These Boots Are Getting Mighty Heavy

Levels get huge in West of Dead. Even in the early areas, you will have to wander around and backtrack a lot. Eventually, after defeating a certain boss, players will get the ability to fast travel between checkpoints of sin (more on that later). It felt downright cruel having to trudge through the sprawling maze-like levels without this fast travel. Even with fast travel, the level design is tiring to explore.

At times WoD feels slow rather than tactical. The careful, cover-based shooting has a healthy heft to it. It’s satisfying to find the slow rhythm of battle and come out of a rather difficult room unscathed. But certain design choices (like the levels) make the game feel too slow for its own good. Sin is gathered from killing enemies or periodically found around the different rooms of a level as shown by a circle of flame on the floor. Sin is taken to the witch after completing a level, and it is used to unlock new toys and permanent upgrades for the player. But, if the player dies during a level, all the sin they are carrying is lost. This makes every defeat that much more frustrating. Some more satisfying unlocks are priced extremely high.

I’M Your Huckleberry

West of Dead is electric with style. The heavy contrast cel-shading combined with Ron Perlman’s voice acting immediately bring to mind comics like Hellboy, which is a welcome treat indeed. The enemies look ghastly and all of the effects and flare make battles feel explosive. There are enemies that strategically flank, slow-moving heavy hitters, or even some that teleport. Each encounter could be your last if you aren’t careful, and I love how that feeling stayed with me no matter how much I beefed up Mason. Swapping around between covers amidst ghostly plumes of smoke or cracks of bullets is a satisfying display of light and sound.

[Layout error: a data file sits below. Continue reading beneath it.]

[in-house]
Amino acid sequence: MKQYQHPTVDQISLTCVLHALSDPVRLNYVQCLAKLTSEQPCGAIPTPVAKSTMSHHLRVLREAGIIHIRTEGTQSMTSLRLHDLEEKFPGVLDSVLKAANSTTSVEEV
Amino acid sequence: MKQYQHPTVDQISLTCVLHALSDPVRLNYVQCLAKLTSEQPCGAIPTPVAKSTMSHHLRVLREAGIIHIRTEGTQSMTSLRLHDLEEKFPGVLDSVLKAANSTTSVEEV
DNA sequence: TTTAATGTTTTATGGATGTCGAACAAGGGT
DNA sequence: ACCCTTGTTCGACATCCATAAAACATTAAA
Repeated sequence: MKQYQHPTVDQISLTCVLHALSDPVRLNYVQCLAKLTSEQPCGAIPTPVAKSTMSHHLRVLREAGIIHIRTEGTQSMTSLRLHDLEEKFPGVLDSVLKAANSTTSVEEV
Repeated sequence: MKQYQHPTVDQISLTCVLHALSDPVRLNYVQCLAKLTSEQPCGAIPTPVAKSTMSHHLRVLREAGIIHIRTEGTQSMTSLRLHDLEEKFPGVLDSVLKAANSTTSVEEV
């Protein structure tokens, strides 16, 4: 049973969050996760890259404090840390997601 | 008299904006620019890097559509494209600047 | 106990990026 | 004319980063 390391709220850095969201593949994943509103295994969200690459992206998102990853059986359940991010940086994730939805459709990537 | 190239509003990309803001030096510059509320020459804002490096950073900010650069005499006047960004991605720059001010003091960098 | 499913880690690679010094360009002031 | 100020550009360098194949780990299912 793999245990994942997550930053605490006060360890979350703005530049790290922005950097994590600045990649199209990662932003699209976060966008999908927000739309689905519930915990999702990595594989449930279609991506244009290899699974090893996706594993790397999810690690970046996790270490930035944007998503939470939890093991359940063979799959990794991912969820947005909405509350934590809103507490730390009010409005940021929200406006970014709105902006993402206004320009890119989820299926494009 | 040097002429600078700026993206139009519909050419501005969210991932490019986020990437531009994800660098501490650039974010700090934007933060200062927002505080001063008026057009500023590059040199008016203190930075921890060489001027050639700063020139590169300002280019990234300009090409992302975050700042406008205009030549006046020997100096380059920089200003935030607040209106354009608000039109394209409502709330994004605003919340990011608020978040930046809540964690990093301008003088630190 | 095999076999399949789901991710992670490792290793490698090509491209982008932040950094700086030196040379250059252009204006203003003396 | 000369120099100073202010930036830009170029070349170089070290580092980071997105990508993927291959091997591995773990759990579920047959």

The lore and narrative are also shrouded nicely in mystery. Completing certain tasks, like defeating bosses or accepting the challenge of killing 6 enemies without getting hit once (lest you die) will unlock memories of Mason’s past. Defeating the final boss unlocks a new chapter with a new final boss, and this happens a few times. Unlocking a new bit of story or a new item to purchase with sin is thorough motivation to hop back into the saddle even after an avoidable defeat.

In my playthrough, there were some minor hiccups. The tooltip for the rifle would constantly pop up unwanted like a coworker sending a friend request. Likewise, the shopkeeper is surprisingly needy, commenting on your purchase, or lack thereof, and for some reason, the camera has to pan to him like a cutscene whenever he does this. Sometimes this sudden cutscene jump would make it impossible to advance levels and I would have quickly quit my game and reload to be able to proceed.


West of Dead is stylish and satisfying. Making cover an essential part of gameplay makes this roguelite standout on top of its already great presentation. It has a few shortcomings with pacing now and then, but overall West of Dead packs a punch.